Today you asked me if your tummy was big. I told you it was not and then made the terrible decision to ask you if mine was. You informed me indeed it was. Thanks for that. You keep my ego in check. Thanks for being my accountability partner without even knowing it.
During bath time you directed me to go fold the laundry. I asked for clarification three times before I understood that I was having some domestic failure going on. I appreciate you encouraging me to not be lazy (though we really need to work on your delivery…).
This week you said your husband was going to be just like your Daddy, complete with muscles and having a job outside the home. When I inquired what you were going to do all day,selfishly hoping you’d stay home with my grand kids, you said you were going to take care of me. I appreciate your willingness to live with me forever. Unfortnuately, kiddo, you’re gonna have to peace out of our house in about 15 years. I trust you’ll be thrilled to do so. My hope is you know the door is never closed on you. Even if you have a house of your own, Daddy and I will always have a home for you.
You asked to play soccer instead of continuing with dance class. My desire to live vicariously through you and your athletic abilities is a little absurd, but I assure you the drive you possess to excel at everything from coloring to writing the letter “K” will bless you abundantly if you put your trust in God to guide your steps.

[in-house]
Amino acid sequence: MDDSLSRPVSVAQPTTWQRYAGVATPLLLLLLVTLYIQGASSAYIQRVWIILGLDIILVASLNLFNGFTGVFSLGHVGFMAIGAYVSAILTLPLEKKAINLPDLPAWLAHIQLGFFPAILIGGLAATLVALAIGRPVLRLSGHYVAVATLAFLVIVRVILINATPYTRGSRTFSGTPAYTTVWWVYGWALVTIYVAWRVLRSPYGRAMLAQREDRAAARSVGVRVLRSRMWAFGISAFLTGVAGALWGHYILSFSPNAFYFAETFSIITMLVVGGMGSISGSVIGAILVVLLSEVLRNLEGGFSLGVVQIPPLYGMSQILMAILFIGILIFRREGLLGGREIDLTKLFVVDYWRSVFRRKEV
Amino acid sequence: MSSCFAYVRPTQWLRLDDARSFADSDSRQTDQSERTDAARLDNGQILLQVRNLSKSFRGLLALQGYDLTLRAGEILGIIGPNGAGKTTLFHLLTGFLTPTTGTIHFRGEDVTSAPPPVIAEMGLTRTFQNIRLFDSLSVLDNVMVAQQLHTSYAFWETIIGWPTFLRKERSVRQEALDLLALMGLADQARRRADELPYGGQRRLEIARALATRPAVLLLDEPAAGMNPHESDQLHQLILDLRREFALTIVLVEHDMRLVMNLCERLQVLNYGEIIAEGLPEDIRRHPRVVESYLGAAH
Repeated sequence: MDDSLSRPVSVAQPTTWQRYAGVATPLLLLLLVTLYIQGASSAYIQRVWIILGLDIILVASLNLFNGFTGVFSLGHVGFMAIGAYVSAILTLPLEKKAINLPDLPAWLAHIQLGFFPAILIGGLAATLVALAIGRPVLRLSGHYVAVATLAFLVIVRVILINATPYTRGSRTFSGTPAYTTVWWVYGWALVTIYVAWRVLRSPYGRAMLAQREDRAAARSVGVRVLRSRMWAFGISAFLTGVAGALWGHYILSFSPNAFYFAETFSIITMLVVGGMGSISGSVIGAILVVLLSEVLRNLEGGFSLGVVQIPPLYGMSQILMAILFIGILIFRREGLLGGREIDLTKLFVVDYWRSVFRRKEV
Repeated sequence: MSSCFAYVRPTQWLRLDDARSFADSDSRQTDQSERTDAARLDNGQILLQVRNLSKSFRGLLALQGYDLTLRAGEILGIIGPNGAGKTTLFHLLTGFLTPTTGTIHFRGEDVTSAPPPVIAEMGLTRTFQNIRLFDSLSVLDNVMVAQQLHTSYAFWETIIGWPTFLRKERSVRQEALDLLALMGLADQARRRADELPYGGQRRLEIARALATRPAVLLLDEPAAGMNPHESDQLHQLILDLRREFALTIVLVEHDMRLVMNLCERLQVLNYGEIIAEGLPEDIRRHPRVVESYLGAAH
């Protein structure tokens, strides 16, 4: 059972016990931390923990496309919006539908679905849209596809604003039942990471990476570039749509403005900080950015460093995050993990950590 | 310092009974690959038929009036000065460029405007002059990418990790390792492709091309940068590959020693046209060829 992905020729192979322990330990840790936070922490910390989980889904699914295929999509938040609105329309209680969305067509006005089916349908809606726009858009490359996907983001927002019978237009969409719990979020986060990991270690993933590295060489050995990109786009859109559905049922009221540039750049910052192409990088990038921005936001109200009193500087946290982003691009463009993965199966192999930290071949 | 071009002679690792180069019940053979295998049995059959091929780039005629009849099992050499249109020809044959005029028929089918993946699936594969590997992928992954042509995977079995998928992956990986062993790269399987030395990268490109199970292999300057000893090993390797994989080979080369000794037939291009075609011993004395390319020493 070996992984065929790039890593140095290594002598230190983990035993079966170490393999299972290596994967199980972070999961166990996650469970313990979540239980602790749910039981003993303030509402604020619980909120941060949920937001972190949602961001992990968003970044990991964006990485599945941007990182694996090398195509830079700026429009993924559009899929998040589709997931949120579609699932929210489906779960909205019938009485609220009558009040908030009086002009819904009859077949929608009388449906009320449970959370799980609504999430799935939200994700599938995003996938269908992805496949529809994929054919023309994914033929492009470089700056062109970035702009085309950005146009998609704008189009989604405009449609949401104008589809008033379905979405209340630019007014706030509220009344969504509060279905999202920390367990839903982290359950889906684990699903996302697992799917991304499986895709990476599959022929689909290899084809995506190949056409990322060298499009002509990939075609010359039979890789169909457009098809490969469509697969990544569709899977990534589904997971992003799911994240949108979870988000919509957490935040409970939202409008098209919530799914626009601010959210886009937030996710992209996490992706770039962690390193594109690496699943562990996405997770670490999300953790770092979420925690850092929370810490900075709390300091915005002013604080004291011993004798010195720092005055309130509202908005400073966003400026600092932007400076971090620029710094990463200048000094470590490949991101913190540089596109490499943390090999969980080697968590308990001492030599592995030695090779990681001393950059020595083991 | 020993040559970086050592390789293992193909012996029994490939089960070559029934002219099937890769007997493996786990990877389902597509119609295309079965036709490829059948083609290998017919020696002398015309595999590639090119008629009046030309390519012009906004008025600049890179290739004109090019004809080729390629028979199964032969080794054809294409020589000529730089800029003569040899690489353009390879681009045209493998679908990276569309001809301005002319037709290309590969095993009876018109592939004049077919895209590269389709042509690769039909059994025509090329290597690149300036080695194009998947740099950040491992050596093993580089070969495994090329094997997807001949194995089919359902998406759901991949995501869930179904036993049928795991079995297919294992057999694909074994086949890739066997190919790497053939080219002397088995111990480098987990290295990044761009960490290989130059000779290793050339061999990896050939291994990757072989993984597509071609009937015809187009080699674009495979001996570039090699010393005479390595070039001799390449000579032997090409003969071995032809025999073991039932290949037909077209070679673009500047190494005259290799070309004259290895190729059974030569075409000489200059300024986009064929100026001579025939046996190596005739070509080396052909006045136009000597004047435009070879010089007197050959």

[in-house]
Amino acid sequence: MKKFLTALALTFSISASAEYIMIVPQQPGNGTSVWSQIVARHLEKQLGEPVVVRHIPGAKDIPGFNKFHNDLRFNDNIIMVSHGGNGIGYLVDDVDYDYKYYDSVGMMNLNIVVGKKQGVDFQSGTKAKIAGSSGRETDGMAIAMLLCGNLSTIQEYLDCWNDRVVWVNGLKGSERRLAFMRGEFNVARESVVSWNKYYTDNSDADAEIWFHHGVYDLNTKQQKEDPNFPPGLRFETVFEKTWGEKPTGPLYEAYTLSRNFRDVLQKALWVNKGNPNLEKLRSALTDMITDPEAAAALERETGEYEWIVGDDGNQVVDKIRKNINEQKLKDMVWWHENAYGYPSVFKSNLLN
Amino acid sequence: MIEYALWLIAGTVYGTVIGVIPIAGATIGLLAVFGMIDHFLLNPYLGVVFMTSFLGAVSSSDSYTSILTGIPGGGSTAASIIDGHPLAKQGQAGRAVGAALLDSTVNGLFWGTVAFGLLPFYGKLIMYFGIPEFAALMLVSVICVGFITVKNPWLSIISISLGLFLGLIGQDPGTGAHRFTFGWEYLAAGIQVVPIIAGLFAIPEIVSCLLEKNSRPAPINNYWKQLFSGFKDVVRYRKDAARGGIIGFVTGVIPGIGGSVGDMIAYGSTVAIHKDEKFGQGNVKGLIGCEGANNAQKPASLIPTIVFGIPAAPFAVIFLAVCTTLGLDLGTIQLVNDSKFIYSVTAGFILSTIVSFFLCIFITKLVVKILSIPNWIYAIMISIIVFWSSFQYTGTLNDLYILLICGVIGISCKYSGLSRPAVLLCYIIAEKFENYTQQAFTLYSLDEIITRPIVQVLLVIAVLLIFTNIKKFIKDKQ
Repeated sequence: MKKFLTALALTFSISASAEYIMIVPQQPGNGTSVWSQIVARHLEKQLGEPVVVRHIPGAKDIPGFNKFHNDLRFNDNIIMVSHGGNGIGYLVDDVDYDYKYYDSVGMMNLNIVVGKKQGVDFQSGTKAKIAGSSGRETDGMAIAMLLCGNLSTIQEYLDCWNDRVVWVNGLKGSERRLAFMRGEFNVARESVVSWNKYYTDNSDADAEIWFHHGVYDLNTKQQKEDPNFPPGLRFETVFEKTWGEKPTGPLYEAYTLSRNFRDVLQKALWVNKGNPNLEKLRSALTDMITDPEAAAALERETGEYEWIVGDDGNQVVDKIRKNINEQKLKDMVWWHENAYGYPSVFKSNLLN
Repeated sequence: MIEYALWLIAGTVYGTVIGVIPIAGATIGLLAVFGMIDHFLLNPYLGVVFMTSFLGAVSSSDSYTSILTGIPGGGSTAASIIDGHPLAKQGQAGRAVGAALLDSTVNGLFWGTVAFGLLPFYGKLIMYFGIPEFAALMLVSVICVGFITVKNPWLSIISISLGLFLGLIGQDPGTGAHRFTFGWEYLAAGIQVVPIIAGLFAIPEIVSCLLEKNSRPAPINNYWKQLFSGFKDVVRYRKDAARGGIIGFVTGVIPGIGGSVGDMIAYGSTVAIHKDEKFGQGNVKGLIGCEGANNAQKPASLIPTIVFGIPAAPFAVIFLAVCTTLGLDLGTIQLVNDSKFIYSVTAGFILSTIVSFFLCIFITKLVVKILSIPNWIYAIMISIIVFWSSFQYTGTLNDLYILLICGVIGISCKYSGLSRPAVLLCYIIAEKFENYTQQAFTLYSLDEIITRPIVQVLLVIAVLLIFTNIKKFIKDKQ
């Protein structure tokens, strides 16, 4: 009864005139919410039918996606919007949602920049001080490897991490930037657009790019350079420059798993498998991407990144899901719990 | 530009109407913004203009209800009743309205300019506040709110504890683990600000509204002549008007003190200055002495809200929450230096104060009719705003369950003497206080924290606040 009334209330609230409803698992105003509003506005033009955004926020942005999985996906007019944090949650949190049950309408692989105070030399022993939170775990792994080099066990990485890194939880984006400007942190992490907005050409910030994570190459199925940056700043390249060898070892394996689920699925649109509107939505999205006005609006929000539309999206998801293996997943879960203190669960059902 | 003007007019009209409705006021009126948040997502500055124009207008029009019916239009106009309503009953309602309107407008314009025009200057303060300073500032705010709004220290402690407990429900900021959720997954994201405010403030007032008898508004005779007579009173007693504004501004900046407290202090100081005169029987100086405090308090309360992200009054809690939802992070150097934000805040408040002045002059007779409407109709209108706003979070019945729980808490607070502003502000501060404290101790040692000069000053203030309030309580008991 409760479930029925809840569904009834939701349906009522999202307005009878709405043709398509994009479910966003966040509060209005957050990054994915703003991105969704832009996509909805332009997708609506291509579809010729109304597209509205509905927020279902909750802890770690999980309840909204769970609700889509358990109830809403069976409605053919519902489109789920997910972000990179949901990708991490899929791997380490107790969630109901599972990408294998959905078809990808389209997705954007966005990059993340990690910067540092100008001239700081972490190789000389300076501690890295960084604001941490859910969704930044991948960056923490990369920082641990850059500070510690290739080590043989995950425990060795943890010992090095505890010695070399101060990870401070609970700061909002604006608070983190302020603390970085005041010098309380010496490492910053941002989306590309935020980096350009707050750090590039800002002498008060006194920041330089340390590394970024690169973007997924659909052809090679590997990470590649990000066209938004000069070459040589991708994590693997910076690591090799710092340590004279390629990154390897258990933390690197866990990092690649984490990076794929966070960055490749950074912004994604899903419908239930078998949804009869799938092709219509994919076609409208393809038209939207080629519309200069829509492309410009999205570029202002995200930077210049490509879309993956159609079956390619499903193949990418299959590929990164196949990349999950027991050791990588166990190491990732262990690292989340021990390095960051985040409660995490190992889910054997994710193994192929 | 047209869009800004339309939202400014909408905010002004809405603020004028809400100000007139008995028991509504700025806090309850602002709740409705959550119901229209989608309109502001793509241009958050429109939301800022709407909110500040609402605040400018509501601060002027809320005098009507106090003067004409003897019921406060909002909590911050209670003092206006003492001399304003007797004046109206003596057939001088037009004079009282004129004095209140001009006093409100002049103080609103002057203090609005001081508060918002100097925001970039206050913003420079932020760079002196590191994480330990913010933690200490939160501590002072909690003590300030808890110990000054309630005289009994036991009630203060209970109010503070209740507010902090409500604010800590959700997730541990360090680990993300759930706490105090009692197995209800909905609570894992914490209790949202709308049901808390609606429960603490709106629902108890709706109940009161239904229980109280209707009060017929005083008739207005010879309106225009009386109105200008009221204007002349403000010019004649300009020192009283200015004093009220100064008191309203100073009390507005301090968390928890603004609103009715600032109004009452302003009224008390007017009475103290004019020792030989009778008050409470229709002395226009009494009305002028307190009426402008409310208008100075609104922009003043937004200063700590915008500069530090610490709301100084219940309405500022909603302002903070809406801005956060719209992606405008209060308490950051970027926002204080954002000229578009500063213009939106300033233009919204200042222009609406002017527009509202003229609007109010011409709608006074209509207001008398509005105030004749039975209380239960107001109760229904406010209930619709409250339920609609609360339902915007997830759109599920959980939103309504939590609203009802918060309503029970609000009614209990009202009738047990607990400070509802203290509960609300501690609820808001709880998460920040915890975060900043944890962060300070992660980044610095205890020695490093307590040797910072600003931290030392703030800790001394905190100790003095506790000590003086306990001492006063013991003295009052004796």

Some nights you run into Daddy and my room declaring you’ve had a nightmare. The fact that you feel safe enough with Daddy to comfort you more nights than not makes me smile. At some point, though, you’ve gotta let me have my half of the bed back. Your full size bed in your room is calling your name, sweet girl. Go get your snuggle on with those sheets. I believe in you! You’ve recently confessed you just need “some Daddy cuddles.” Those “nightmares” are really just an effort to jack my bed space. Well played, daughter, well played.
You’re a food snob. Part of me wants to give myself a nice pat on the back and ask for praise all around. The other is annoyed. The part where you’d prefer Gouda instead of plain ol’ Cheddar. The part where you attempt to leverage bites of vegetables in an effort to be excused from the dinner table. I’m thrilled you have an eclectic palate. I’m also so blessed to know that each day we’re not without food. Sorry in advance that we’re out of eggs. I’ll prep you at bedtime not to expect much more than cereal and milk. My bad.
At night when we pray before bed or you ask to tuck me in I’m usually just thinking ahead to when I can go to sleep. I’m sorry for this. I often put my own needs and desires before yours. You’ve been on the back burner often and my prayer is that you’ve never felt it. Know I’m constantly praying for God to turn my selfishness into a desire to spend intentional time with you. You are valuable. You are a blessing. You are a challenge. Thank you for being all of those things.